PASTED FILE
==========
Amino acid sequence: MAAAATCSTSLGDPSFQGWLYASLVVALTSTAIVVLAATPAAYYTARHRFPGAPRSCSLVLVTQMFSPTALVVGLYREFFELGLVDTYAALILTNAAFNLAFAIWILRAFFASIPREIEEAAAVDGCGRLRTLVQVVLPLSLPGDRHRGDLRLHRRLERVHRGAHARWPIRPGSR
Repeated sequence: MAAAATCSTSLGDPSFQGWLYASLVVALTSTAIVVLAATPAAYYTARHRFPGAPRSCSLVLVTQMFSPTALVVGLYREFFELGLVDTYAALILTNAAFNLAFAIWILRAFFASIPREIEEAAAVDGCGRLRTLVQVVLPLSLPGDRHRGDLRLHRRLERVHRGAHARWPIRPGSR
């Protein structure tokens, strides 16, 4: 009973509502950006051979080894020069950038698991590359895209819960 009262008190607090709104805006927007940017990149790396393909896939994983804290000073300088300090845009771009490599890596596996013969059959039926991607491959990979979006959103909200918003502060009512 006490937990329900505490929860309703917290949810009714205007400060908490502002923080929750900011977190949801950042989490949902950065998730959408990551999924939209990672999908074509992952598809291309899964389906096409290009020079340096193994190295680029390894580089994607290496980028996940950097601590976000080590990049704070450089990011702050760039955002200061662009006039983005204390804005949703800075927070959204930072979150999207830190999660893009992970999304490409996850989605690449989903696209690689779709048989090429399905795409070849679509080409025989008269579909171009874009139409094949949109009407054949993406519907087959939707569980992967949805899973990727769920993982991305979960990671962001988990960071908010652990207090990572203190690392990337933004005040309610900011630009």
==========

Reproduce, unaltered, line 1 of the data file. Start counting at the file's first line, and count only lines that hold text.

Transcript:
Amino acid sequence: MAAAATCSTSLGDPSFQGWLYASLVVALTSTAIVVLAATPAAYYTARHRFPGAPRSCSLVLVTQMFSPTALVVGLYREFFELGLVDTYAALILTNAAFNLAFAIWILRAFFASIPREIEEAAAVDGCGRLRTLVQVVLPLSLPGDRHRGDLRLHRRLERVHRGAHARWPIRPGSR